Re: Procedures, mechanisms and institutional arrangements under the CMP to allow for appeals against CDM Executive Board decisions
From: CDM Watch, ClientEarth and Transparency International
London, Brussels, Berlin 29 March 2011
Key recommendations for appeals procedures:
- Comply with requirements for appeals processes, including institutional arrangements for the appeals mechanisms. This includes rules, procedures, and codes of conduct and ethics must be put in place to ensure that the appeals body is independent, competent, impartial, and accountable.
- Comply with due process requirements embedded in the appeals process.
- The appeals procedure should provide for broad legal standing. This would include a provision of public interest and a provision to allow civil society organizations (CSOs) with environmental objectives to stand in for the public in environmental matters. Given the nature of the environment as a general public good, citizens and CSOs must have the right to use the appeal procedure to raise justified concerns over questionable and potentially flawed CDM projects.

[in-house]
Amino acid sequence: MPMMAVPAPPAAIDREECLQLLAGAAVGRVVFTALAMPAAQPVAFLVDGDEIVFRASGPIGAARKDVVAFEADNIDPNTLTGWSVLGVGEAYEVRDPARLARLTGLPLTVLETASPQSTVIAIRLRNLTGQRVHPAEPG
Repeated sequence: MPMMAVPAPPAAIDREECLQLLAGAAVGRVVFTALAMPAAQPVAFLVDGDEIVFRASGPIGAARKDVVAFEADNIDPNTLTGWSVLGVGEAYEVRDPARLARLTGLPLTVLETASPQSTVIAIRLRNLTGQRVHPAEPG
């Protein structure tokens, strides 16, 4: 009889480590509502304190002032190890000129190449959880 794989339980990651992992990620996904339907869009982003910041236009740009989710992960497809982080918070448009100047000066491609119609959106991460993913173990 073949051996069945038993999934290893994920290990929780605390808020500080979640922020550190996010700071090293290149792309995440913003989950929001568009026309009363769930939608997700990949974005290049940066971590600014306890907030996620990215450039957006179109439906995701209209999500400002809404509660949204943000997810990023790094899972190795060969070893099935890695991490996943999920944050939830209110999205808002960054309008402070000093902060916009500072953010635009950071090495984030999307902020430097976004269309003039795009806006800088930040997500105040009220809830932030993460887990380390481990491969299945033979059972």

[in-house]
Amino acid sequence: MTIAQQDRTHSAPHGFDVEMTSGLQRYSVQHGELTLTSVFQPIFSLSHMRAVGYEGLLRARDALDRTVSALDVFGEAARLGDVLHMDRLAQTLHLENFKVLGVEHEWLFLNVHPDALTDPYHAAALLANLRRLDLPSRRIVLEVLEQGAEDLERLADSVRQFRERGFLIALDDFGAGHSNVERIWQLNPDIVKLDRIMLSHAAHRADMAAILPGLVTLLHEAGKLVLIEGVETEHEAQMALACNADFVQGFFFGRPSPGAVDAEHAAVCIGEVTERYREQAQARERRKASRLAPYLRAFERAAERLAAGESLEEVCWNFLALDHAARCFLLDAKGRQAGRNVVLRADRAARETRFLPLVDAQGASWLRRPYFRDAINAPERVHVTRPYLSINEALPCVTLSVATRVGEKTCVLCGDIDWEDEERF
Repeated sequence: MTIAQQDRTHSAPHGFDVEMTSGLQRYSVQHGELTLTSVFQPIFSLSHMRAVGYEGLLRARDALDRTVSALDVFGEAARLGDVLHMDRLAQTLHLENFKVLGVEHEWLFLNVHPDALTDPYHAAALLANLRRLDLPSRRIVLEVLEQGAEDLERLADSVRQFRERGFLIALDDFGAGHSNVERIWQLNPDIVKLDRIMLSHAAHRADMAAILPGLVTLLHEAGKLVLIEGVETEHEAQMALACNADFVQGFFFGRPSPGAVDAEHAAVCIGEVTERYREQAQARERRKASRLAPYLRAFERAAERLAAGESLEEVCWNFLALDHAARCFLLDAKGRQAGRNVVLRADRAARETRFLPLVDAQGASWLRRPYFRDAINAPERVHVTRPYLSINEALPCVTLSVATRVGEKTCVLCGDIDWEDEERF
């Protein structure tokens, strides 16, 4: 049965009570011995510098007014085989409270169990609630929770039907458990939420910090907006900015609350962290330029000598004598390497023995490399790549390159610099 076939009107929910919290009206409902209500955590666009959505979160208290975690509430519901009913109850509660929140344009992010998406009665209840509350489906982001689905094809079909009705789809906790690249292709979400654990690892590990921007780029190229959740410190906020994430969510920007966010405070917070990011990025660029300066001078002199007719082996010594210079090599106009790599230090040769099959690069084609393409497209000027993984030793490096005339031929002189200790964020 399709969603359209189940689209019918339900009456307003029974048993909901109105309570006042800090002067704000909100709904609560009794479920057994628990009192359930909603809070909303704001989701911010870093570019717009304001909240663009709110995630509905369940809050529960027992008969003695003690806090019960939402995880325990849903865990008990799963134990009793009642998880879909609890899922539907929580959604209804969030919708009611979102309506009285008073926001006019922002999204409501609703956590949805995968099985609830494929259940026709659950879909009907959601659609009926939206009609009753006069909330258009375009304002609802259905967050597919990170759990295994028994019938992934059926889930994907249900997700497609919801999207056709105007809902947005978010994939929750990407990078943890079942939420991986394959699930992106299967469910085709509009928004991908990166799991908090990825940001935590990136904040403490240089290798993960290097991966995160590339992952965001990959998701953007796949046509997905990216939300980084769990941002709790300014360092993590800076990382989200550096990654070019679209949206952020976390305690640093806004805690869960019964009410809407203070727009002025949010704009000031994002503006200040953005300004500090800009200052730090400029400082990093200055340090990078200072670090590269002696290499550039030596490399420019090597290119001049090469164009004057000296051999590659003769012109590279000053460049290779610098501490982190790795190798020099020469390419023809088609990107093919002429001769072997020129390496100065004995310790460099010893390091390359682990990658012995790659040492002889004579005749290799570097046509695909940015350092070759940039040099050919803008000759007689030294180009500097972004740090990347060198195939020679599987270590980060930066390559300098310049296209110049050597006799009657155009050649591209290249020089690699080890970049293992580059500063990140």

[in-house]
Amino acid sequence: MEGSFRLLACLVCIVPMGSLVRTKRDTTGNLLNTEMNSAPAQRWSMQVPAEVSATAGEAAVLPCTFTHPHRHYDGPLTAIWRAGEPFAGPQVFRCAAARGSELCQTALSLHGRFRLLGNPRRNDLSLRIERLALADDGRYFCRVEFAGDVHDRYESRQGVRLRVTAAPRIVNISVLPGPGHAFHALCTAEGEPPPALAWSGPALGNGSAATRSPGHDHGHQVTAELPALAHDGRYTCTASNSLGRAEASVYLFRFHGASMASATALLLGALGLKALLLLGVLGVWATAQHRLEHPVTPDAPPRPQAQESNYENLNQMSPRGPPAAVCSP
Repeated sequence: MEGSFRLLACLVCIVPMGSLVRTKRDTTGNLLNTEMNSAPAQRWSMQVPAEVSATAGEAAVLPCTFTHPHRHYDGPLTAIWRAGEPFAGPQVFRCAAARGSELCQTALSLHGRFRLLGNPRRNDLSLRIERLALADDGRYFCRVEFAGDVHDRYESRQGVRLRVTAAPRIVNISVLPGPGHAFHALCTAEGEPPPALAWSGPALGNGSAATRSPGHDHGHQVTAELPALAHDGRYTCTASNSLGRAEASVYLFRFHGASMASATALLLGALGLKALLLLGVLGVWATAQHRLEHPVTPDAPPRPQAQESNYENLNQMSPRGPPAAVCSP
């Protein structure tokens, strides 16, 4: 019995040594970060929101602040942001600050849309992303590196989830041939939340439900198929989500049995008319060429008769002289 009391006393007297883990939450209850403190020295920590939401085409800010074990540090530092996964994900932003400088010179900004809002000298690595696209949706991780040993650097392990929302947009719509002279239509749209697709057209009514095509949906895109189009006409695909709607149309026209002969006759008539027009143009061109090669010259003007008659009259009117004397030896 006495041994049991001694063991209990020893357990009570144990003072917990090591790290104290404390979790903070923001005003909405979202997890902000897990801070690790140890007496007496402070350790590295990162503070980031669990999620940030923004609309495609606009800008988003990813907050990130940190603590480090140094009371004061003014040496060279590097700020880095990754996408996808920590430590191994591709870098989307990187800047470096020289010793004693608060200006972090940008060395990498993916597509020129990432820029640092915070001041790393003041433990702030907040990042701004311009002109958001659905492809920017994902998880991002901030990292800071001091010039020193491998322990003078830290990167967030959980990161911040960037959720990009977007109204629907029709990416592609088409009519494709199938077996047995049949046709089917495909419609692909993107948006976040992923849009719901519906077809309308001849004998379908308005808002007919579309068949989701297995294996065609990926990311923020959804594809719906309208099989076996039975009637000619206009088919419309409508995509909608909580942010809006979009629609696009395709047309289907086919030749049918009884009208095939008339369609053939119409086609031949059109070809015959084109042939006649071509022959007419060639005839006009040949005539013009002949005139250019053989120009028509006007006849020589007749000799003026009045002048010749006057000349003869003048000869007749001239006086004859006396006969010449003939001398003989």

- Grounds for filing an appeal should include;
- Against EB decisions to approve a project following review, not just rejections.
- Against both procedural and substantive violations.
- Against EB decisions whenever there is probable cause that a DOE may not have performed its duties in accordance with the rules or requirements of the Conference of the Parties serving as the meeting of the Parties to the Kyoto Protocol and/or the Executive Board.
- The timeframe within which appeals may be brought should not be limited where new, material facts come to light indicating that a CDM project does not meet the core requirements.
- Litigation costs and fees should be affordable
- An accurate and complete record upon which the appeal is based must be compiled and made publicly available.
The guiding principles on which these recommendations are based are:
- The right to information, the right to public participation and the right to seek justice are intrinsic to every individual and inherently human rights.
- Transparency, accountability, and integrity are integral components of an effective governance system in particular where public resources and decision making processes impact on human rights and sustainable development.